The job of clearing regulatory thickets lies solely with the Government operating within well-defined time targets.
For a country running a massive energy import bill that is the main cause of a widening current account deficit in its balance of payments, it is completely inexcusable that domestic exploration and production activities are stuck on account of administrative clearances not coming through. That these delays relate to hydrocarbon blocks already awarded under various rounds of the New Exploration Licensing Policy (NELP) makes it doubly so, besides being a poor advertisement for investment interest in the energy sector. Currently, there are as many as 52 blocks where contractors are not able to start any work because of not getting statutory approvals, whether from the Defence and Environment ministries, Department of Space or State Governments. The contractors for these 52 blocks include a host of private players, from Reliance Industries, BHP Billiton, Cairn Energy and British Gas, and even the state-owned ONGC.
It raises a fundamental question: Why were these blocks put on auction without the requisite clearances in the first place? It is a moot point whether the companies that bid in the NELP rounds had actually anticipated objections from various departments – about the blocks on offer being in the vicinity of naval exercise, missile firing or satellite launching sites; their development presenting issues relating to marine ecology or international maritime boundary limits, and so on. Had they known these, it is unlikely they would have bid at all. Either way, we have a situation where out of the 113 oil and gas discoveries made in the NELP blocks so far, only six have been brought under production. In most blocks, even basic 3D seismic survey work has not been conducted for want of regulatory approvals. It is not just the operators who have to bear the cost of all these delays. Ultimately, it is the country that pays for not expeditiously exploring and developing its sedimentary basins, in the form of galloping oil imports.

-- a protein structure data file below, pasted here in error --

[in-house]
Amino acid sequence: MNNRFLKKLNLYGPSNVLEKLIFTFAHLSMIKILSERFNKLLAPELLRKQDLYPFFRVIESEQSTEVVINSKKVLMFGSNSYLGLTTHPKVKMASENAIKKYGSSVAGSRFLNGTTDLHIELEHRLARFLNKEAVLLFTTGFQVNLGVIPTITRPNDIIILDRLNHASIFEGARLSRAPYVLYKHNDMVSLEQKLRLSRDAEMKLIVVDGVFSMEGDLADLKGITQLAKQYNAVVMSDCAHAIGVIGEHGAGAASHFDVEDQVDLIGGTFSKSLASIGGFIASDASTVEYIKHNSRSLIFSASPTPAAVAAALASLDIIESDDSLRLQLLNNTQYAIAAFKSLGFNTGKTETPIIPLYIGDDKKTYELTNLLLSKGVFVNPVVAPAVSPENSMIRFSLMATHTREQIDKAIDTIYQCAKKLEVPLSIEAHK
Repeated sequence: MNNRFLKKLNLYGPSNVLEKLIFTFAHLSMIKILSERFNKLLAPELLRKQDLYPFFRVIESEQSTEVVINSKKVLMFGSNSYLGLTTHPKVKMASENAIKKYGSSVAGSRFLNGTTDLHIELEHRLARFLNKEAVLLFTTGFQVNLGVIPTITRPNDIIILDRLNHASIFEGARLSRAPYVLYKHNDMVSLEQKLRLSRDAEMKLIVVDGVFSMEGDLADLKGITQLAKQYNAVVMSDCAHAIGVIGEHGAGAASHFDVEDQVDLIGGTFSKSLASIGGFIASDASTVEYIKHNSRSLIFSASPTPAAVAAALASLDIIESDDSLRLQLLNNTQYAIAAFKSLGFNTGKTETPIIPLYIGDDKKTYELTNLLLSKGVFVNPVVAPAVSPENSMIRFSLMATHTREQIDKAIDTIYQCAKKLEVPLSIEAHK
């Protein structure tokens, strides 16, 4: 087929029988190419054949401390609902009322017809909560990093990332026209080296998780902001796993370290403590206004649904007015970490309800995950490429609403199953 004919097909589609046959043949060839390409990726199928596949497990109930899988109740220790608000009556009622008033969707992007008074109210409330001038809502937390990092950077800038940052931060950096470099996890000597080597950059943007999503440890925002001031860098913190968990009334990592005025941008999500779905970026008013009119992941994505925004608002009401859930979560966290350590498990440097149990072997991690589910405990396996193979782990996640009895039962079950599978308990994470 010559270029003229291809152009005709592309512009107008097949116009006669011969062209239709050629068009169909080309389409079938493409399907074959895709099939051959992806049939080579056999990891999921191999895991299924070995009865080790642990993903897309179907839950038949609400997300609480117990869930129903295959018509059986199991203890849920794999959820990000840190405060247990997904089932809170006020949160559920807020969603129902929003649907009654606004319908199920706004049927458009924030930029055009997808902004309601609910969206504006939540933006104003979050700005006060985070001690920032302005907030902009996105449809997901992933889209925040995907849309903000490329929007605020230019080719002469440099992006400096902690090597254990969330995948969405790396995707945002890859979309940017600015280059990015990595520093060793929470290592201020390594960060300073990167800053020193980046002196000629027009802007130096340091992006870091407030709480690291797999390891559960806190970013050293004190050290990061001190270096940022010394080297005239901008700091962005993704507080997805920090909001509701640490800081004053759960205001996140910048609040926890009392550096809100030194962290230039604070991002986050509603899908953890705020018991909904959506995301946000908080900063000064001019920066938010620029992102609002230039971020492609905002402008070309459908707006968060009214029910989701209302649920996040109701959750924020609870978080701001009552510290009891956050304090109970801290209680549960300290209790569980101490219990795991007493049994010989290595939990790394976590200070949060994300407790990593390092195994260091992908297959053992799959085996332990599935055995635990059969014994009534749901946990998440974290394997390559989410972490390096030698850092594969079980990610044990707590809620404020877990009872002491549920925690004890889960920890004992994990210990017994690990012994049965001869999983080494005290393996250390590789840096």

The lesson from this is simple. Companies, especially in the private sector, can be expected to take on project risks so long as they are purely commercial or business in nature. This holds not just with regard to drilling of wells that may or may not yield oil and gas, but also projections of traffic or toll revenues in highway projects that may or may not materialise. But to expect them to deal with uncertainties over obtaining administrative clearances from myriad arms of the Government is too much. The job of clearing regulatory thickets lies solely with the Government. Thankfully, a start has been made, with the newly constituted Cabinet Committee on Investment setting a one-month’s time for the Petroleum and Defence ministries to resolve problems over permitting contractors to undertake work in 39 blocks. But in future, no NELP block, highway or other infrastructure project should be bid out without all the prior necessary approvals in place.